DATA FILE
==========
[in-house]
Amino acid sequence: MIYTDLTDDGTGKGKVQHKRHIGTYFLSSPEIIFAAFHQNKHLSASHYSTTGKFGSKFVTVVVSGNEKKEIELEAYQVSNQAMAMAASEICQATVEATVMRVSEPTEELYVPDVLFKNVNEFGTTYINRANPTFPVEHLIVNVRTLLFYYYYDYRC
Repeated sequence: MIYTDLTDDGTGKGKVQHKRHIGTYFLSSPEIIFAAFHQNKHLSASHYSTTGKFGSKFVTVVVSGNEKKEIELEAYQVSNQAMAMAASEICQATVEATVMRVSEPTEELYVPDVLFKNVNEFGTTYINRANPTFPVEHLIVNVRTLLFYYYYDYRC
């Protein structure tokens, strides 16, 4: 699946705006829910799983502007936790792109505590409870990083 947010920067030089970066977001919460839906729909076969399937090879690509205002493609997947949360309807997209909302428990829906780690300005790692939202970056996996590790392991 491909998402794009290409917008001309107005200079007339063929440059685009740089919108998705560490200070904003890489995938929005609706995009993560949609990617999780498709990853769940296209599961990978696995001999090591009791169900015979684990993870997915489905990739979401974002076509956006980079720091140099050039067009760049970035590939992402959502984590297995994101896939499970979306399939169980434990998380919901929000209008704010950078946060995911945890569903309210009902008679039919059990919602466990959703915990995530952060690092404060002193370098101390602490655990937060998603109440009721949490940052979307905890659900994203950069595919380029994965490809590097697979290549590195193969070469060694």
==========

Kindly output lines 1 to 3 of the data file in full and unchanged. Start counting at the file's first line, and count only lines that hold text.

[in-house]
Amino acid sequence: MIYTDLTDDGTGKGKVQHKRHIGTYFLSSPEIIFAAFHQNKHLSASHYSTTGKFGSKFVTVVVSGNEKKEIELEAYQVSNQAMAMAASEICQATVEATVMRVSEPTEELYVPDVLFKNVNEFGTTYINRANPTFPVEHLIVNVRTLLFYYYYDYRC
Repeated sequence: MIYTDLTDDGTGKGKVQHKRHIGTYFLSSPEIIFAAFHQNKHLSASHYSTTGKFGSKFVTVVVSGNEKKEIELEAYQVSNQAMAMAASEICQATVEATVMRVSEPTEELYVPDVLFKNVNEFGTTYINRANPTFPVEHLIVNVRTLLFYYYYDYRC